Can you tell me about the Great Flu Epidemic?
My father, Walter, had three hire cars at the time of the Great Flu Epidemic in 1918. He had the garage, Montgomery Motors, and he was hired and assigned the Headmistress of the Auckland Girls Grammar School, Miss Gardener, to work with him. They were chosen to go around the Freeman’s Bay and Ponsonby area and they would see what was happening in each house. In some houses both parents were sick or dead and there was a small child or baby in the bed, and they would pick them up and take them down to what is now the sports grandstand in Victoria Park and would put underneath there the bodies for identification and the children were dropped off at various schools to be cared for. The Auckland Girls Grammar School, whose Mistress was with my father, would take a lot of children. During the flu epidemic my sister, Thelma, was a boarder at Ladies College in Remuera. The Moore-Jones family had a relative who was in the Grammar School at the corner of Ayr Street and Parnell Road, and all the boarders from Ladies College, who were well, had to go there and stay as residents and for their classes. The sick girls stayed behind at the school in Garden Road to be nursed. My sister wasn’t allowed to make contact with her parents, maybe because my father was working with the epidemic, and she used to come along Parnell Road and stand on the other side of the street and look over to our garage where my father or myself (only eight years old) would be pumping petrol into cars. She was so homesick to see her family and she wasn’t allowed to cross the road.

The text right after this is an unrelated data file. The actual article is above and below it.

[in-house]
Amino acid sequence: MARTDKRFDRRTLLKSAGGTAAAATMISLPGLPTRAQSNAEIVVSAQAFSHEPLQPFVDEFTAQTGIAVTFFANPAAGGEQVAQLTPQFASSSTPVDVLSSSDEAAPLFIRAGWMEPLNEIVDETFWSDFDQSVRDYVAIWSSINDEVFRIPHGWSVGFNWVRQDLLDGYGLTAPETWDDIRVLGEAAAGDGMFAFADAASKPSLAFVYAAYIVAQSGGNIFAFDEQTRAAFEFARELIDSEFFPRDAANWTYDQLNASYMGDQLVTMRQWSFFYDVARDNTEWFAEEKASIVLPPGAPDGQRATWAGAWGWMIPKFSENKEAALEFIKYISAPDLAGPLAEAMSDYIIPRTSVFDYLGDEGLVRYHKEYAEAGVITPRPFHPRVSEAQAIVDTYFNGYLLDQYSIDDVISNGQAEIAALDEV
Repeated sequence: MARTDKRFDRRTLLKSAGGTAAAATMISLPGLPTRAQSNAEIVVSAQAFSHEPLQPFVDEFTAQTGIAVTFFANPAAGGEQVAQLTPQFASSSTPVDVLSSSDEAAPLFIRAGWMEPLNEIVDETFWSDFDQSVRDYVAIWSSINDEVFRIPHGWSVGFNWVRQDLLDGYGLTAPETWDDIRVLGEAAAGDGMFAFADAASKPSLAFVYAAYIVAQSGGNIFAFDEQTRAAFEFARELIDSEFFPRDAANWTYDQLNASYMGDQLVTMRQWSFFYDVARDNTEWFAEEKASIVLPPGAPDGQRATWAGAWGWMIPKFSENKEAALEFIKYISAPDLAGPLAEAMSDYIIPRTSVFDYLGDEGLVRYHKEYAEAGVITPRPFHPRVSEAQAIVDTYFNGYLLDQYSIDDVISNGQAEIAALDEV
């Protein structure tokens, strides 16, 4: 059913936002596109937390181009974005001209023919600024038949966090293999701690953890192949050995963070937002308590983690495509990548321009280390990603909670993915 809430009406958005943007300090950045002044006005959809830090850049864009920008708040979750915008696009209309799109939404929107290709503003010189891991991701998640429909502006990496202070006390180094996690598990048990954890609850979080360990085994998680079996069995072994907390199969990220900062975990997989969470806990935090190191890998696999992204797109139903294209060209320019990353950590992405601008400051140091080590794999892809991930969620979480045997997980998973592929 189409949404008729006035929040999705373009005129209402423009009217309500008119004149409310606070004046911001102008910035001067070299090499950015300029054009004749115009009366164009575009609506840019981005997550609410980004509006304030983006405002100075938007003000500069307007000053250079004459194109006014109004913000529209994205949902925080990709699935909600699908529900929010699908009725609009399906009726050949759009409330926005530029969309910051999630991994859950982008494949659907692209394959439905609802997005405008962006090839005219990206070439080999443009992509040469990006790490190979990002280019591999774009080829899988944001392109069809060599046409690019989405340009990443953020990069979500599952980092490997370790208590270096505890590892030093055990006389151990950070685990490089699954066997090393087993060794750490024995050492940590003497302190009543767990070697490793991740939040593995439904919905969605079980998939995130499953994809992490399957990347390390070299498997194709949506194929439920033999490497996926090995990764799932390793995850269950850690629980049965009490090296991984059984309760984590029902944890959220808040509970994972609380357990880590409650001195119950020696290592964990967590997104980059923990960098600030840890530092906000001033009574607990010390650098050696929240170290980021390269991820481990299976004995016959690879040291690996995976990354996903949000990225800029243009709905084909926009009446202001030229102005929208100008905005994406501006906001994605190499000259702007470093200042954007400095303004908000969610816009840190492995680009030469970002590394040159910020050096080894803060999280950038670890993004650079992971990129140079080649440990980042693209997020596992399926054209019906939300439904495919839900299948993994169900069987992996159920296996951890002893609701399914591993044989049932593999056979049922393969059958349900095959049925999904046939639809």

Did you enjoy life then?
Well, yes, I loved to play out at night with friends, with no homework and no responsibilities, but later we moved to the bottom of Victoria Avenue to Burwood Crescent, where my parents built their house in 1917. We had the sea underneath, at the bottom of the cliff where we lived and I was able to go down with my sister and swim, that was when I was 10 and onwards. My father made us a kerosene tin which we put a candle in and he made us a spear and we would go and try to find fish (flounder?) when the tide went out, in the mud.
Can you tell me about your horse on Portland Road?
My mother had a horse named Flora that she used to ride from Burwood Crescent, across Victoria Avenue, down around the Shore Road area and down around past little Saint Kentigern’s. She used to amuse a lot of the children around to see my mother on the horse. Thelma, my sister, rode the horse but I wasn’t allowed on the horse because I was too small. The horse stumbled with my sister on the tram tracks going up Victoria Avenue somehow and it went down on both knees, and of course you never take the knees out of a horse. So it was put on the flat bit at the bottom of Shore Road, where there’s nothing but a bit of salt water seeps in down there, and left to roam around for a bit to clear its heels and knees. After a time, when they went down to catch it, it would race off around the paddocks. So we had to get my cousin who went down with the reins and the mouth piece and he chased it around until he eventually got it and got the bridle in its mouth and brought it up, but I’m afraid my mother didn’t have any further confidence in it. So in the old days, the butter man used to come around in his cart with the butter and you used to run out and buy it at the gate like you do the milk now. The butter man came around and said “So you’ve still got the horse?” and we said “well we’ve still got it, but we don’t like it” and he asked if he could buy it and my mother said yes and he said he would like to give it a try out before he finally paid for it. The horse never came back, nor did the money and that was the end of Flora!